During this process of shooting a documentary on the game of Tag, one idea has emerged again and again from both experts [such as anthropologists] and laymen alike. This is the idea of how we have a tendency to internalize experiences. This means that we tend to think about these experiences mostly in terms that they are only affecting us or are only influenced by us, ourselves. Generally speaking, we have very little self-awareness about how our actions, and not just in games, affect others.
Truth is, the kinds of experiences that involve physical touch cannot be experienced by us alone. The act of physical touch bonds us and makes us both the subject and object of the experience.
This is a complicated way of saying we need contact with others in the physical sense in order to develop and grow properly. It is the very essence of what makes us who we are, how we learn, create and navigate within and without this world as its rules continue to change and evolve.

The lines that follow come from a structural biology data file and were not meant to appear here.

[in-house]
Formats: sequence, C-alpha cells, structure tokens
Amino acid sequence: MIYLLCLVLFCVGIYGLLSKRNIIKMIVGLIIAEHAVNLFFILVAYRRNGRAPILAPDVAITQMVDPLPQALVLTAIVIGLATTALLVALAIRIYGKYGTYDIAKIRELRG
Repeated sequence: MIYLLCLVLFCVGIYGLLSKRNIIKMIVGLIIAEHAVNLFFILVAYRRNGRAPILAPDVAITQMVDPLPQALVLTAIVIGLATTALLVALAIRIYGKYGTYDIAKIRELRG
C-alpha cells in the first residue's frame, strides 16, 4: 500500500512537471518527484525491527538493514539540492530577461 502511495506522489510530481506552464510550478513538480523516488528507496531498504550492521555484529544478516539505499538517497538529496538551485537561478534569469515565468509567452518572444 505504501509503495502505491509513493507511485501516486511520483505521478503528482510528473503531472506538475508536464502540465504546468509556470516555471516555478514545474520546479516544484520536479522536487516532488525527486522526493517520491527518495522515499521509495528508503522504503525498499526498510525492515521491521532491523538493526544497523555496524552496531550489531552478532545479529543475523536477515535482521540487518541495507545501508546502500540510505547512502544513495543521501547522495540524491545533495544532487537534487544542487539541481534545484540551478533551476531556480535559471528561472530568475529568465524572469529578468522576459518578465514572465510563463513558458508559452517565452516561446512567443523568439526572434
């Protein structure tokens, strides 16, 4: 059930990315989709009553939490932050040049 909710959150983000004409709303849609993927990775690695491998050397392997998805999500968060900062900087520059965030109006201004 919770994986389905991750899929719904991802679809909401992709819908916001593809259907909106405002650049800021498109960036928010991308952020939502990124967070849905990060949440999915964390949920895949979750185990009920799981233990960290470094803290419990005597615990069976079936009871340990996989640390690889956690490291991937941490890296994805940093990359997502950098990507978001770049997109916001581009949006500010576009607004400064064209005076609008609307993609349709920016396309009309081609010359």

Heavy? Sure. But it’s just these kinds of obvious thoughts we overlook day-to-day that led me to become so fascinated by such a seemingly simple childhood game.
More soon – believe me, i’m full of this kinda stuff, thanks to the kind folks who’ve humored me on this adventure of Tag.